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‘Necessaries For Your Library’

Author ,
Category Articles
Date February 16, 2022

image of the Matthew Poole Commentary

‘Query – a query for which I will not demand an answer – has one of you ever beaten the dust from the venerable copy of Poole which loads our library shelves? Yet as Poole spent no less than ten years in compiling it, it should be worthy of your frequent notice – ten years, let me add, spent in Amsterdam in exile for the truth’s sake from his native land.

His work was based upon an earlier compilation entitled Critici Sacri, containing the concentrated light of a constellation of learned men who have never been excelled in any age or country.

Matthew Poole also wrote ANNOTATIONS upon the Word of God, in English, which are mentioned by Matthew Henry as having passed through many impressions in his day, and he not only highly praises them, but declares that he has in his own work all along been brief upon that which Mr. Poole has more largely discussed, and has industriously declined what is to be found there. The three volumes, tolerably cheap, and easily to be got at, are necessaries for your libraries.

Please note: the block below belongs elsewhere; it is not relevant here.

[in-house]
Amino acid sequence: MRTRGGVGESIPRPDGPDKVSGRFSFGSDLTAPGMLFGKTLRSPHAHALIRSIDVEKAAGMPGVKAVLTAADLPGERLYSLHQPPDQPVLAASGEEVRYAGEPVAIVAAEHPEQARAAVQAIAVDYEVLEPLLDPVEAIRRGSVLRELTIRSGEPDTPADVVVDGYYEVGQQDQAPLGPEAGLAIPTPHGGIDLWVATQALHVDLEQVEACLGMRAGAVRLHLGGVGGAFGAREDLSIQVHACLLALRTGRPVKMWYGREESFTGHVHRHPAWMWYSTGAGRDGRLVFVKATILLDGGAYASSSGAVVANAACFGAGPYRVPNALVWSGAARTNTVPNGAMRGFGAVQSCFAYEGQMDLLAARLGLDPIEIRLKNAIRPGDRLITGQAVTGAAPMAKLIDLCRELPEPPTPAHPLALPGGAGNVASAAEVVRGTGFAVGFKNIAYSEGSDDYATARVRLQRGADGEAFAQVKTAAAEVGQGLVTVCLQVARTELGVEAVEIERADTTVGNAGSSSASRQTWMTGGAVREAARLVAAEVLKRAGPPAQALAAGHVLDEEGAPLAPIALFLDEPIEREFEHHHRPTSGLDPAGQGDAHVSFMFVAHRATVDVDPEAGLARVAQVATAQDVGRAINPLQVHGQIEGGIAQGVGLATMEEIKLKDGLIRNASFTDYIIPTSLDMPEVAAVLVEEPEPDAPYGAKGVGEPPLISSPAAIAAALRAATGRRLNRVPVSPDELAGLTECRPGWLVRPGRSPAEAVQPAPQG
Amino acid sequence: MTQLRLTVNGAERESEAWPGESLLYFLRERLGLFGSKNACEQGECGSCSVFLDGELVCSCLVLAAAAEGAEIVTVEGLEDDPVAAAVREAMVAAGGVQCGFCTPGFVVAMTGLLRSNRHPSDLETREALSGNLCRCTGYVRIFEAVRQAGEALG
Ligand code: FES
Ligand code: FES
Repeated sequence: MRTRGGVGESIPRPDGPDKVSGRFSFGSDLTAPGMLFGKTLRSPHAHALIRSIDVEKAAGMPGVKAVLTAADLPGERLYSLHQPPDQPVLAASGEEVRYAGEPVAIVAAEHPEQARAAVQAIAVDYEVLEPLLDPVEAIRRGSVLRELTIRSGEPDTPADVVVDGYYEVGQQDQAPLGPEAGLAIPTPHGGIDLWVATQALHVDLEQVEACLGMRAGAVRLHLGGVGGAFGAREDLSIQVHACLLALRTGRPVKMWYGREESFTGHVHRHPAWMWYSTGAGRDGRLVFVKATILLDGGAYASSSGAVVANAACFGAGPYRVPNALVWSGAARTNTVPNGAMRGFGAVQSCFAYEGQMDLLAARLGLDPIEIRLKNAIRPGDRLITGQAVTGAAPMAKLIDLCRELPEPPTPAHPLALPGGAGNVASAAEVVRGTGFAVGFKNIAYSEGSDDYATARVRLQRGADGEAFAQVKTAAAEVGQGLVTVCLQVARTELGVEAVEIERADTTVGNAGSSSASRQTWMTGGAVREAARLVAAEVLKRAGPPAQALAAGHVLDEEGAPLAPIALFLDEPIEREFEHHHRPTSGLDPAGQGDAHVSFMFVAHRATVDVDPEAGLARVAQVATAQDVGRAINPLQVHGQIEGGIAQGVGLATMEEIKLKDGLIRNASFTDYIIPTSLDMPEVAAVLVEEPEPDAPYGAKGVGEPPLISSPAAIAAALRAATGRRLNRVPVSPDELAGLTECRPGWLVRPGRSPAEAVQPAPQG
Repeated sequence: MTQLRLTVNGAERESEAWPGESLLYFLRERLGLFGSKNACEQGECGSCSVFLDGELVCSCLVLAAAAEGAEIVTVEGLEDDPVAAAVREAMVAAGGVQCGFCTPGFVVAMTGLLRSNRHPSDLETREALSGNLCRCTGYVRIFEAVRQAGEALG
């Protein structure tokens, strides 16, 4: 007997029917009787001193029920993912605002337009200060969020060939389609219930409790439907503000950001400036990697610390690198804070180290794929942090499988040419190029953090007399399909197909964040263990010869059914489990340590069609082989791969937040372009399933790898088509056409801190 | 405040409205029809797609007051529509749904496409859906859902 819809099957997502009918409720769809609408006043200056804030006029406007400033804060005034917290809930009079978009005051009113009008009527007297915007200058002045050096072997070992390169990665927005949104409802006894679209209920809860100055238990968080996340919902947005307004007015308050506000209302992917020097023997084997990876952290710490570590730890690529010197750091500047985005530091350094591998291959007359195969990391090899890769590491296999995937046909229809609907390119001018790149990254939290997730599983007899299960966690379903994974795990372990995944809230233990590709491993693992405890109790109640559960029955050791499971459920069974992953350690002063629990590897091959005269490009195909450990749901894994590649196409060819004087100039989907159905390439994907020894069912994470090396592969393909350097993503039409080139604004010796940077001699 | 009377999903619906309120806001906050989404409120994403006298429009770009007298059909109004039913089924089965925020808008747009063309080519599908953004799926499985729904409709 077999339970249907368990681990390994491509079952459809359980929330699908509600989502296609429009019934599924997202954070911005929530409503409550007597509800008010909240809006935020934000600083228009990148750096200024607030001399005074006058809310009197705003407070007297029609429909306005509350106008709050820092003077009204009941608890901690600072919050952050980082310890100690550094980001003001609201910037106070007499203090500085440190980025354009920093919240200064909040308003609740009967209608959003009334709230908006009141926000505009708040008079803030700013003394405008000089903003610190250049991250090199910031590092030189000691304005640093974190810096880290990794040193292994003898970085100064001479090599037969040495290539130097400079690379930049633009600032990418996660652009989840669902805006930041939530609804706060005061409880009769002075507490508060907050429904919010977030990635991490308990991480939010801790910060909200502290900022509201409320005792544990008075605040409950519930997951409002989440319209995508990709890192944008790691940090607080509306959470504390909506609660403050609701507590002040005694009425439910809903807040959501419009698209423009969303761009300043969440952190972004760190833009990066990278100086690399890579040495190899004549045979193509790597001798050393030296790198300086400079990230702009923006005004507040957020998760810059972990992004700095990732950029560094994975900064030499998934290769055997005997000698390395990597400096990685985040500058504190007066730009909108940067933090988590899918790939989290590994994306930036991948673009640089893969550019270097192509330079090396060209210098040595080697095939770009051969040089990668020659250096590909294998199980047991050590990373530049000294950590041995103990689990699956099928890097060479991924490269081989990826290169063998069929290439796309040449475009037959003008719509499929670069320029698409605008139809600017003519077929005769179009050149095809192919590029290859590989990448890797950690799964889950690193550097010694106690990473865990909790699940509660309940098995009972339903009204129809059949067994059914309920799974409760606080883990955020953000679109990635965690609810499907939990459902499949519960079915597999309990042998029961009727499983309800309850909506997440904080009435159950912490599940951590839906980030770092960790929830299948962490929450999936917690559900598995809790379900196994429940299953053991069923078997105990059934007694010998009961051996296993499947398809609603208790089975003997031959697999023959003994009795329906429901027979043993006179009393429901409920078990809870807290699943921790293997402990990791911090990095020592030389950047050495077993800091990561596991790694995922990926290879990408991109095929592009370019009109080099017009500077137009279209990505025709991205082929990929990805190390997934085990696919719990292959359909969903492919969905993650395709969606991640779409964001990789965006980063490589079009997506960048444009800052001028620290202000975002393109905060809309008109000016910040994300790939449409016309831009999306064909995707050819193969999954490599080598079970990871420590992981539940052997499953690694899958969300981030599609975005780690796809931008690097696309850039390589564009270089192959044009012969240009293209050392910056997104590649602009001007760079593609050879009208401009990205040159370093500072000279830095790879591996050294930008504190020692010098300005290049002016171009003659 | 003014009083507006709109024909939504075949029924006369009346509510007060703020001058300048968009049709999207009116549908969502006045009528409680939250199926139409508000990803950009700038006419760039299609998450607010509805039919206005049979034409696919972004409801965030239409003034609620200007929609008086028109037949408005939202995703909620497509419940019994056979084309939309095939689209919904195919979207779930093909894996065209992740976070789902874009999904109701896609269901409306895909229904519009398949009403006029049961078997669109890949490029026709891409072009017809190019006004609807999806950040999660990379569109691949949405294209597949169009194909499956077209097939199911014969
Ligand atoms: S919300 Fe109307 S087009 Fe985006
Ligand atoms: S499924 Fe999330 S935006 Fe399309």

On the whole, if I must have only one commentary, and had read Matthew Henry as I have, I do not know but what I should choose Poole. He is a very prudent and judicious commentator; and one of the few who could honestly say, “We have not willingly balked any obvious difficulty, and have designed a just satisfaction to all our readers; and if any knot remains yet untied, we have told our readers what hath been most probably said for their satisfaction in the untying of it.” Poole is not so pithy and witty by far as Matthew Henry, but he is perhaps more accurate, less a commentator, and more an expositor. You meet with no ostentation of learning in Matthew Poole, and that for the simple reason that he was so profoundly learned as to be able to give results without a display of his intellectual crockery. A pedant who is forever quoting Ambrose and Jerome, Piscator, and Ecolampadius, in order to show what a copious reader he has been, is usually a dealer in small wares, and quotes only what others have quoted before him, but he who can give you the result and outcome of very extensive reading without sounding a trumpet before him is the really learned man.’

C.H. SPURGEON on Poole’s Commentaries

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